Created by the U.S. Army Signal Corps in the months leading up to Pearl Harbor, and through the Academy of Motion Picture Arts & Science's fledgling "Research Council", SAFEGUARDING MILITARY INFORMATION was shown to U.S. troops in early 1942. It features a truncated notice at the head by Major Gen. Dawson Olmstead, who as Chief Signal Officer during the major portion of World War II presided over a momentous buildup of the Signal Corps. With as budget that grew from nine million in 1941, to more than five billion in 1943, Olmstead turned to both the Signal Corps laboratories and the private sector to meet the demands of total war.
The film features Hollywood actors and sets, and includes such stars (uncredited) as Eddie Bracken, Ginger Rogers and Walter Huston. The film opens with an explosion aboard a ship in port, caused by a saboteur (1:45) and has a great special effect shot to boot. At 2:27, the film warns that "a careless word, a harmless boast" could cost the lives of the innocent and that "thoughtlessness breeds sabotage." At 3:00, a sailor played by Bracken is shown on the phone with Rogers (3:31) making remarks which are overheard by a spy who eavesdrops on him with a hidden microphone (4:00). These are heard in turn by men at 4:50 who relay information directly to the enemy -- who then notify a U-boat seen at 5:00 of the position of a merchant convoy. At 5:56 a military officer played by Huston speaks about the concept of "loose lips sink ships". Military plans should not be discussed openly.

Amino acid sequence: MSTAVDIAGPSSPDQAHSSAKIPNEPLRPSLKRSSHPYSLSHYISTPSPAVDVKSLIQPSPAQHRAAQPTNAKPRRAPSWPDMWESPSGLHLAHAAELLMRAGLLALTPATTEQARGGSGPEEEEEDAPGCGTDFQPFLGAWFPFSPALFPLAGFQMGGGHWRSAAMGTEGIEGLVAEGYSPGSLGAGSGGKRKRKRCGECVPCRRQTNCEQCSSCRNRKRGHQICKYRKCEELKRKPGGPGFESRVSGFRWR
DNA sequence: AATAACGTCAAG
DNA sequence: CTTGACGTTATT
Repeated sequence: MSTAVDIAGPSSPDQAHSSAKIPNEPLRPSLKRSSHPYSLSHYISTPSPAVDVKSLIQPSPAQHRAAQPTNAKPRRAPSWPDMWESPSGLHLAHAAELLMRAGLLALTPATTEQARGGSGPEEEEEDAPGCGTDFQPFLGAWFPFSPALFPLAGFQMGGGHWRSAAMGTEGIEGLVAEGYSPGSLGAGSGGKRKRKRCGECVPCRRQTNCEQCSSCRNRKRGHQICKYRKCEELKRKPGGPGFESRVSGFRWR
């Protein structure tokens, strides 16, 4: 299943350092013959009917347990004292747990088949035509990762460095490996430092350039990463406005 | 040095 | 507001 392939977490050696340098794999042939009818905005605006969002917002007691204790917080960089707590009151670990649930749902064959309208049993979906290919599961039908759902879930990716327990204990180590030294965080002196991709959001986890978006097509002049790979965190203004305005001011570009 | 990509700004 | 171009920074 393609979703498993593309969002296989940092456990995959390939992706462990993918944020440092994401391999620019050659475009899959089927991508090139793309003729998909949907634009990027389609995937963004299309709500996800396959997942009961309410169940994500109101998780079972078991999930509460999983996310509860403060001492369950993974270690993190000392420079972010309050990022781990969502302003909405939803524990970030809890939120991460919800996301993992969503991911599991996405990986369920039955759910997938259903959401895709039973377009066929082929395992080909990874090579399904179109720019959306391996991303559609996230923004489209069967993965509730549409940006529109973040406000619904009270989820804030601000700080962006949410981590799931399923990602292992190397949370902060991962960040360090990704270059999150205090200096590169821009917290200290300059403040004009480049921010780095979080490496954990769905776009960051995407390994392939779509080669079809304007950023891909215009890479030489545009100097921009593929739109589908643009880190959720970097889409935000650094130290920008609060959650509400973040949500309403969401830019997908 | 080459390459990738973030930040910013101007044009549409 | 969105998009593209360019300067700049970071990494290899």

At 7:00, military men are shown on leave, bowling at a bowling alley. At 7:20 a civilian asks questions that put a soldier on guard. At 7:48, the man is reported and at 8:00 taken away for interrogation. At 8:40 a mother proudly speaks about her son, and reads a letter which divulges secret information. Hours later at 9:00 a newsroom is seen where an editor learns that a terrible accident has befallen a train. At 9:30, the headline screams "hundreds die in train wreck!" The wrecked train is shown at 9:50. "The slip of a tongue can make the difference between victory and defeat" says Huston.
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This film is part of the Periscope Film LLC archive, one of the largest historic military, transportation, and aviation stock footage collections in the USA. Entirely film backed, this material is available for licensing in 24p HD and 2k. For more information visit http://www.PeriscopeFilm.com